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Faculty of Asian and Middle Eastern Studies

Room 7, Faculty of Asian & Middle Eastern Studies
Event date: 
Friday, 14 June, 2019 - 17:00 to 18:00

L2 Chinese Linguistics Seminar

Subjects are obligatorily overt in English, whereas not only covert subjects but also covert objects are allowed in Chinese. It has recently been argued that the gaps in the subject and object position in an affirmative reply to a Chinese yes-no question should be viewed as the result of movement and TP ellipsis under a verbal identity condition (Simpson, 2014). To affirmatively answer a Chinese yes-no question when the verb in the yes-no question and answer are identical, both the subject and object in the answer can be covert (see example 1 B1); Its counterpart in English is ungrammatical (see example 2). However, when the verb in the answer is not identical to the verb in the question but is synonymous with it, neither the subject nor the object can be covert (see example 1 B2) (see “the verbal identity condition”, Holmberg, 2015). This study investigates whether English native speakers who learn Chinese as their second language (L2) show developmental progress in their L2 Chinese covert subjects and objects.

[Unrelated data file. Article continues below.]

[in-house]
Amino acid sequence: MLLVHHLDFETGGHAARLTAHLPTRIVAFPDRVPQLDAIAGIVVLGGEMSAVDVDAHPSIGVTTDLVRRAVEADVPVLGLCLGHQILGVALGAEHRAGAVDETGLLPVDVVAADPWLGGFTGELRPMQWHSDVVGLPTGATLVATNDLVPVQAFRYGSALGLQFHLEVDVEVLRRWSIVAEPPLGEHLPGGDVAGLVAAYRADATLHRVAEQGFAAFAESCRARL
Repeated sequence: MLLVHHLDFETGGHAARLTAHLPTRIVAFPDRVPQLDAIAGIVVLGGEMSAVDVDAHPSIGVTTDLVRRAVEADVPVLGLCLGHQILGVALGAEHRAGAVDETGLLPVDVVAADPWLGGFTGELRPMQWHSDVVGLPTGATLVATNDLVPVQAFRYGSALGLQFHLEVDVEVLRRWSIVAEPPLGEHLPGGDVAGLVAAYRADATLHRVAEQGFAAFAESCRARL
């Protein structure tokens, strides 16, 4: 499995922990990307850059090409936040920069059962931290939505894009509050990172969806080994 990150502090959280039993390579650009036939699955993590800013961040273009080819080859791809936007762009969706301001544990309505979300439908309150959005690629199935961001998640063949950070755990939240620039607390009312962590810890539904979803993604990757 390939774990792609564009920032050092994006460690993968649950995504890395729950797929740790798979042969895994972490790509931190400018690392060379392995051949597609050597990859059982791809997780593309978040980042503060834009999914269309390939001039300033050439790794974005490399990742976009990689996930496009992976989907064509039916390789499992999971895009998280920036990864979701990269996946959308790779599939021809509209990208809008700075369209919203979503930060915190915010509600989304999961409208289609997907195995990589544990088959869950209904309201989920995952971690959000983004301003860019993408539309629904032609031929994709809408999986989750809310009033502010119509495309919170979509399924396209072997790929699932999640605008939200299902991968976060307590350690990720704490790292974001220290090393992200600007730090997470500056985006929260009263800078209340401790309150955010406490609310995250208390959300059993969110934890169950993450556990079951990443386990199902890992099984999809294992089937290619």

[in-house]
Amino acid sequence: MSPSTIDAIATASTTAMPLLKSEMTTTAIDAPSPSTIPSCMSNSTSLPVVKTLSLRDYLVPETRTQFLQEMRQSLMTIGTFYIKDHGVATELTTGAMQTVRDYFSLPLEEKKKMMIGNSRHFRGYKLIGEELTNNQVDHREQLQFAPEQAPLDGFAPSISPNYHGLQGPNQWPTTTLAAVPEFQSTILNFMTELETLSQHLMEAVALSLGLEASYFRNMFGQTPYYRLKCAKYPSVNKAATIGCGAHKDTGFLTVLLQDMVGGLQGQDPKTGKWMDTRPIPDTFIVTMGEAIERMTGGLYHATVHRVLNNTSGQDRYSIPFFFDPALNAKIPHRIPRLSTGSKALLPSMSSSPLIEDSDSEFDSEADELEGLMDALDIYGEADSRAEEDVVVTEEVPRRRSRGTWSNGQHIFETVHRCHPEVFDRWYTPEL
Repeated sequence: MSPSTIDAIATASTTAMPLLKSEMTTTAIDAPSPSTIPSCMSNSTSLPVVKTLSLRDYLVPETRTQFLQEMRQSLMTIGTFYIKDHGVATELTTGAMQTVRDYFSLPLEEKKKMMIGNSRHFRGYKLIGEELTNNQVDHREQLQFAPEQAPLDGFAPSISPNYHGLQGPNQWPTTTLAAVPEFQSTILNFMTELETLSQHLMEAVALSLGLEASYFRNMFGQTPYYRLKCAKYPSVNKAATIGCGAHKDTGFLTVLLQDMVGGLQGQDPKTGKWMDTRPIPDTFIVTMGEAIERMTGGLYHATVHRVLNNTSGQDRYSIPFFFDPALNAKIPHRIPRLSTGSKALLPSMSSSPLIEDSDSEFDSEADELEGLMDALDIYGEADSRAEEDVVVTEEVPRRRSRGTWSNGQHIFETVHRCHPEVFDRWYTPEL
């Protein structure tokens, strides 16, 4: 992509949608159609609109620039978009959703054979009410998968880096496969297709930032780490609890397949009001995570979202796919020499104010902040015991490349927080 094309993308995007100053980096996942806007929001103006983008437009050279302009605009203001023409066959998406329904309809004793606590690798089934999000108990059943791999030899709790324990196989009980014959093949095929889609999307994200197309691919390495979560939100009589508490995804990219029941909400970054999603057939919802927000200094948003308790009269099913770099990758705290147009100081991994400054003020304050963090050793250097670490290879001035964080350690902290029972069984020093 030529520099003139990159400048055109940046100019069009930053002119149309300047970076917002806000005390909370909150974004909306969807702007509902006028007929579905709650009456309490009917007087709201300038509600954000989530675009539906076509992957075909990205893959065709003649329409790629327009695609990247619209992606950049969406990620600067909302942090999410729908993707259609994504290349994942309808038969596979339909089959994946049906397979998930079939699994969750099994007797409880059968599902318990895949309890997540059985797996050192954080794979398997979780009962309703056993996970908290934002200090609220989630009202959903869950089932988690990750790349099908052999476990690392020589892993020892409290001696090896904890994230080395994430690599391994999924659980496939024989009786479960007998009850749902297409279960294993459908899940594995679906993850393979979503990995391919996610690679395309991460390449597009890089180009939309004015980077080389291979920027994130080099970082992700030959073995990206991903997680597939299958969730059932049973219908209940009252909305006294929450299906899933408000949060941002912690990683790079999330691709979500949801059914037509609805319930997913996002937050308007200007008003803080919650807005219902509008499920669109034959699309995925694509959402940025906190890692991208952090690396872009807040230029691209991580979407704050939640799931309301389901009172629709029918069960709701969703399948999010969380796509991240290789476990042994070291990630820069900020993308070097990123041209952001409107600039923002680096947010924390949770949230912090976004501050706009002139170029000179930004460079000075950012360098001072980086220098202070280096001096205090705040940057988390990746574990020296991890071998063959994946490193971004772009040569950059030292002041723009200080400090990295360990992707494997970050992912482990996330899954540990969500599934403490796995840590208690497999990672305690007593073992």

A cross-modal self-paced reading task (SRT) and an acceptability judgement task (AJT) were used. The results of AJT showed that all participant groups rated covert arguments under the verbal identity condition (like example 1 B1) as being significantly more natural than those under the non-verbal identity condition (like example 1 B2). The results of SPT showed that beginners were not sensitive to errors related to the violation of the verbal identity condition either at the critical regions or at the following regions. However, intermediate learners, advanced learners and Chinese native speakers were sensitive to them and the sensitivity to the violation spilled over to the following two regions. The differences found in beginners ' performance in the on-line and off-line tasks suggest that derivations, such as movement and ellipsis, are not accessible in L2 online processing until intermediate or advanced levels. This finding can be accounted for with the declarative/procedural model (Ullman, 2006).


Holmberg, A. (2015). The syntax of yes and no. Oxford University Press.
Simpson. A. (2014). Verbal answers to yes/no question, focus and ellipsis. Chinese Syntax in a Cross-Linguistic Perspective, 299-333.
Ullman, M. T. (2006). The declarative/procedural model and the shallow structure hypothesis. Applied Psycholinguistics, 27(1), 97-105.


(1)    A: Ni    du    baozhi        le-ma?
         you    read    newspaper    Particle [+Q]
‘Did you read the newspaper?’
B1: Φ      du    Φ    le.
        read        Particle 
B2: * Φ    kan    Φ    le.
          read        Particle 
‘Yes, I did.”
(2)    A: Did you read the newspaper?
B: *Read.
(Intended meaning: Yes, I did.)


Professor Boping Yuan: